Hagakure: The Book of the Samauri

Overview

Hagakure ("In the Shadow of Leaves") is a manual for the samurai classes consisting of a series of short anecdotes and reflections that give both insight and instruction-in the philosophy and code of behavior that foster the true spirit of Bushido-the Way of the Warrior. It is not a book of philosophy as most would understand the word: it is a collection of thoughts and sayings recorded over a period of seven years, and as such covers a wide variety of subjects, often in no ...

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Overview

Hagakure ("In the Shadow of Leaves") is a manual for the samurai classes consisting of a series of short anecdotes and reflections that give both insight and instruction-in the philosophy and code of behavior that foster the true spirit of Bushido-the Way of the Warrior. It is not a book of philosophy as most would understand the word: it is a collection of thoughts and sayings recorded over a period of seven years, and as such covers a wide variety of subjects, often in no particular sequence.
The work represents an attitude far removed from our modern pragmatism and materialism, and possesses an intuitive rather than rational appeal in its assertion that Bushido is a Way of Dying, and that only a samurai retainer prepared and willing to die at any moment can be totally true to his lord. While Hagakure was for many years a secret text known only to the warrior vassals of the Hizen fief to which the author belonged, it later came to be recognized as a classic exposition of samurai thought and came to influence many subsequent generations, including Yukio Mishima.
This translation offers 300 selections that constitute the core texts of the 1,300 present in the original.
Hagakure was featured prominently in the film Ghost Dog, by Jim Jarmusch.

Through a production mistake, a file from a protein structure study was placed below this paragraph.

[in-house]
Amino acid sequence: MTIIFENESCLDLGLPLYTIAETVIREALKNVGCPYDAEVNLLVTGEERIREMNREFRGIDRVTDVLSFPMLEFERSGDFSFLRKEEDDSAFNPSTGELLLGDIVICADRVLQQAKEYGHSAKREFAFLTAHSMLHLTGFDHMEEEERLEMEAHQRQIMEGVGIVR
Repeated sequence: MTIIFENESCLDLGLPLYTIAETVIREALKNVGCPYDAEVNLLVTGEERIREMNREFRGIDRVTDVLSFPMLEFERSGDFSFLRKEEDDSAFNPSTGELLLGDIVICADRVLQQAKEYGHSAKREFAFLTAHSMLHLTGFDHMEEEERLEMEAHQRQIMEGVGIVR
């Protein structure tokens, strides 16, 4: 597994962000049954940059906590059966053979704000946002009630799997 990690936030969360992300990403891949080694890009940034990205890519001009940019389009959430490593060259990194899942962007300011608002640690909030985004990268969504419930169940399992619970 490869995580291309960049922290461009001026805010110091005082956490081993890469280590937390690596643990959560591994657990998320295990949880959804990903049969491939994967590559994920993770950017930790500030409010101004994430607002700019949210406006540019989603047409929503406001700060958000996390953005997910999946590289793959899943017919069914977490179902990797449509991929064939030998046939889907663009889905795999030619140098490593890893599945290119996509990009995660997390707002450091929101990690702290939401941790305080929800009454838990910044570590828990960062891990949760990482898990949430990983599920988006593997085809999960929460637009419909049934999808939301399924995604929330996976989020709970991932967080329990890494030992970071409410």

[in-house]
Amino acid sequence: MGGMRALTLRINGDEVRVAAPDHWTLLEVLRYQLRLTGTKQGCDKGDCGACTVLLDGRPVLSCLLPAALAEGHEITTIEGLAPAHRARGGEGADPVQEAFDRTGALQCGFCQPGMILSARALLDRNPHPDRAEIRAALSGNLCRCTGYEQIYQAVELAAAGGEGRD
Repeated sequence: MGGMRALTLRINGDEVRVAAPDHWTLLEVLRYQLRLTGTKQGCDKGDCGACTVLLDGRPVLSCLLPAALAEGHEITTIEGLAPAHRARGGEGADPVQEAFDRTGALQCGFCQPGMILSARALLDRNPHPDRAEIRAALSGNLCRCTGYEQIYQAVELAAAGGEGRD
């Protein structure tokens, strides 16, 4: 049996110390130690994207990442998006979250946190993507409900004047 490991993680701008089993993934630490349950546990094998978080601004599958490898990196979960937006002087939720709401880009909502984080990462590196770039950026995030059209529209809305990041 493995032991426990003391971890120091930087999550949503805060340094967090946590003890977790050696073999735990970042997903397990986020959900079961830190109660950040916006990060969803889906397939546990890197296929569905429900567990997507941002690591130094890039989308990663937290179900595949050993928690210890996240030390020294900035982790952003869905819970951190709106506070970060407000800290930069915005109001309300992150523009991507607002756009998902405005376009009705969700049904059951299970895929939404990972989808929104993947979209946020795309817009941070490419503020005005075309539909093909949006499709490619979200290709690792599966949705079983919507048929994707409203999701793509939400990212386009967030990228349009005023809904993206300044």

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Editorial Reviews

Choice
Yamamoto brought together three temperaments: loyalty to his master, a literary sensibility, and the enlightenment of Zen.
East West Journal
The most influential of all samurai treatises ever written.—Prof. Ivan Morris
New York Review of Books
A Classic of Japanese thought...Poetic, robust...a feast of aphorisms and martial anecdotes.
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Product Details

  • ISBN-13: 9784770011060
  • Publisher: Kodansha USA Publishing
  • Publication date: 10/13/2000
  • Series: Way of the Warrior Series
  • Edition description: Reissue
  • Pages: 180
  • Product dimensions: 7.00 (w) x 4.30 (h) x 0.60 (d)

Meet the Author

YAMAMOTO TSUNETOMO [1659-1719] was a samurai retainer of the Nabeshima Clan, Lords of Hizen province, who became a Buddhist monk in 1700 after the Shogunate government prohibited the practice of tsuifuku: suicide of a retainer on the death of his lord. The book was dictated to a younger samurai during the author's seclusion over a seven year period.

WILLIAM SCOTT WILSON, the translator, was born in 1944 and grew up in Fort Lauderdale, Florida. As an undergraduate student at Dartmouth College in 1966, he was invited by a friend to join a three-month kayak trip up the coast of Japan from Shimonoseki to Tokyo. This eye-opening journey, beautifully documented in National Geographic, spurred Wilson's fascination with the culture and history of Japan.

After receiving a B.A. degree in political science from Dartmouth, Wilson earned a second B.A. in Japanese language and literature from the Monterey Institute of Foreign Studies in Monterey, California, then undertook extensive research on Edo-period (1603-1868) philosophy at the Aichi Prefectural University, in Nagoya, Japan.

Wilson completed his first translation, Hagakure, while living in an old farmhouse deep in the Japanese countryside. Hagakure saw publication in 1979, the same year Wilson completed an M.A. in Japanese language and literature at the University of Washington. Wilson's other translations include The Book of Five Rings, The Life-Giving Sword, The Unfettered Mind, the Eiji Yoshikawa novel Taiko, and Ideals of the Samurai, which has been used as a college textbook on Japanese history and thought. Two decades after its initial publication, Hagakure was prominently featured in the Jim Jarmusch film Ghost Dog.

Wilson currently lives in Miami, Florida.

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Table of Contents

Foreword 7
Introduction 9
From the 1st Chapter 17
From the 2nd Chapter 65
From the 3rd Chapter 89
From the 4th Chapter 91
From the 6th Chapter 93
From the 7th Chapter 99
From the 8th Chapter 111
From the 9th Chapter 128